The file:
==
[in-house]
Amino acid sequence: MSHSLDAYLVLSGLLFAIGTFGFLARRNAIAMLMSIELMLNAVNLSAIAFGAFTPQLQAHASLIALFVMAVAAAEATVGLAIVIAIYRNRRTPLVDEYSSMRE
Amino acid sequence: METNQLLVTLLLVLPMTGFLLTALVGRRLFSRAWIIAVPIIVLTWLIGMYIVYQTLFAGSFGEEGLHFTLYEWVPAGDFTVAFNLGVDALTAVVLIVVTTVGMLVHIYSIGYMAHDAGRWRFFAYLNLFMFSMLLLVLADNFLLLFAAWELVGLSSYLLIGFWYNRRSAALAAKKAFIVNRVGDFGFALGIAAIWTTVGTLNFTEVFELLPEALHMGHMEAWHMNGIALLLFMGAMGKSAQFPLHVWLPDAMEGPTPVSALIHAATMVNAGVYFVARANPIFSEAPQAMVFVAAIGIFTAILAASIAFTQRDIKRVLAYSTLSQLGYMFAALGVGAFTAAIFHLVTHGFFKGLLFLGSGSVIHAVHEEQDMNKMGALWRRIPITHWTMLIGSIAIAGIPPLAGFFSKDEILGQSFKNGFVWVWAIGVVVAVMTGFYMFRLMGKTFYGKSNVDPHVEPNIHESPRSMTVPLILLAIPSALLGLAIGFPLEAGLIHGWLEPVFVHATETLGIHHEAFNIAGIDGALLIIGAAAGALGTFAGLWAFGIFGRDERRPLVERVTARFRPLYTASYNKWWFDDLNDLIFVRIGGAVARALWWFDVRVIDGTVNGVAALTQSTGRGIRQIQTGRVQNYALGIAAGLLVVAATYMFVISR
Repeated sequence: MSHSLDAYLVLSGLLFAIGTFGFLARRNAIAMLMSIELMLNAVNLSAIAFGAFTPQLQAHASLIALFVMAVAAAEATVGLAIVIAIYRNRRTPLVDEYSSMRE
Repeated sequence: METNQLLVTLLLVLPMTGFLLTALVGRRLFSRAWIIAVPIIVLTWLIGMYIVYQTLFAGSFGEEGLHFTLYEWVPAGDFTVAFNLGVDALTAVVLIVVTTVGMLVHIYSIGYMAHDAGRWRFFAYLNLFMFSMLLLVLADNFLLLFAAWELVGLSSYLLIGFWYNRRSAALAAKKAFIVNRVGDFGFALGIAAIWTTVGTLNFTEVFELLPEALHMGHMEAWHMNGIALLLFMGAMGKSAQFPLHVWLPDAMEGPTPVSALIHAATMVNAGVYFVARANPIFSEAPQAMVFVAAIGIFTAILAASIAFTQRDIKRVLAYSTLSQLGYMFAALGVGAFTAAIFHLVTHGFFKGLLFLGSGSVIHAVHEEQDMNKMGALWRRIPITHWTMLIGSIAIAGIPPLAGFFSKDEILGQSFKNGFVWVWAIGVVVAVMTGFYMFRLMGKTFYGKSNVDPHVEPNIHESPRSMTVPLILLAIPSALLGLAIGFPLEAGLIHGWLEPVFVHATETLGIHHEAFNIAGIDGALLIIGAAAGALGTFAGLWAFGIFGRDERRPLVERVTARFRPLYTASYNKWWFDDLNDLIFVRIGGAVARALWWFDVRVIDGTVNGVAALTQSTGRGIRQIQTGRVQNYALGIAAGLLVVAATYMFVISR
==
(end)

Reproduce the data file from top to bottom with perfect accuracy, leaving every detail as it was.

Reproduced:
[in-house]
Amino acid sequence: MSHSLDAYLVLSGLLFAIGTFGFLARRNAIAMLMSIELMLNAVNLSAIAFGAFTPQLQAHASLIALFVMAVAAAEATVGLAIVIAIYRNRRTPLVDEYSSMRE
Amino acid sequence: METNQLLVTLLLVLPMTGFLLTALVGRRLFSRAWIIAVPIIVLTWLIGMYIVYQTLFAGSFGEEGLHFTLYEWVPAGDFTVAFNLGVDALTAVVLIVVTTVGMLVHIYSIGYMAHDAGRWRFFAYLNLFMFSMLLLVLADNFLLLFAAWELVGLSSYLLIGFWYNRRSAALAAKKAFIVNRVGDFGFALGIAAIWTTVGTLNFTEVFELLPEALHMGHMEAWHMNGIALLLFMGAMGKSAQFPLHVWLPDAMEGPTPVSALIHAATMVNAGVYFVARANPIFSEAPQAMVFVAAIGIFTAILAASIAFTQRDIKRVLAYSTLSQLGYMFAALGVGAFTAAIFHLVTHGFFKGLLFLGSGSVIHAVHEEQDMNKMGALWRRIPITHWTMLIGSIAIAGIPPLAGFFSKDEILGQSFKNGFVWVWAIGVVVAVMTGFYMFRLMGKTFYGKSNVDPHVEPNIHESPRSMTVPLILLAIPSALLGLAIGFPLEAGLIHGWLEPVFVHATETLGIHHEAFNIAGIDGALLIIGAAAGALGTFAGLWAFGIFGRDERRPLVERVTARFRPLYTASYNKWWFDDLNDLIFVRIGGAVARALWWFDVRVIDGTVNGVAALTQSTGRGIRQIQTGRVQNYALGIAAGLLVVAATYMFVISR
Repeated sequence: MSHSLDAYLVLSGLLFAIGTFGFLARRNAIAMLMSIELMLNAVNLSAIAFGAFTPQLQAHASLIALFVMAVAAAEATVGLAIVIAIYRNRRTPLVDEYSSMRE
Repeated sequence: METNQLLVTLLLVLPMTGFLLTALVGRRLFSRAWIIAVPIIVLTWLIGMYIVYQTLFAGSFGEEGLHFTLYEWVPAGDFTVAFNLGVDALTAVVLIVVTTVGMLVHIYSIGYMAHDAGRWRFFAYLNLFMFSMLLLVLADNFLLLFAAWELVGLSSYLLIGFWYNRRSAALAAKKAFIVNRVGDFGFALGIAAIWTTVGTLNFTEVFELLPEALHMGHMEAWHMNGIALLLFMGAMGKSAQFPLHVWLPDAMEGPTPVSALIHAATMVNAGVYFVARANPIFSEAPQAMVFVAAIGIFTAILAASIAFTQRDIKRVLAYSTLSQLGYMFAALGVGAFTAAIFHLVTHGFFKGLLFLGSGSVIHAVHEEQDMNKMGALWRRIPITHWTMLIGSIAIAGIPPLAGFFSKDEILGQSFKNGFVWVWAIGVVVAVMTGFYMFRLMGKTFYGKSNVDPHVEPNIHESPRSMTVPLILLAIPSALLGLAIGFPLEAGLIHGWLEPVFVHATETLGIHHEAFNIAGIDGALLIIGAAAGALGTFAGLWAFGIFGRDERRPLVERVTARFRPLYTASYNKWWFDDLNDLIFVRIGGAVARALWWFDVRVIDGTVNGVAALTQSTGRGIRQIQTGRVQNYALGIAAGLLVVAATYMFVISR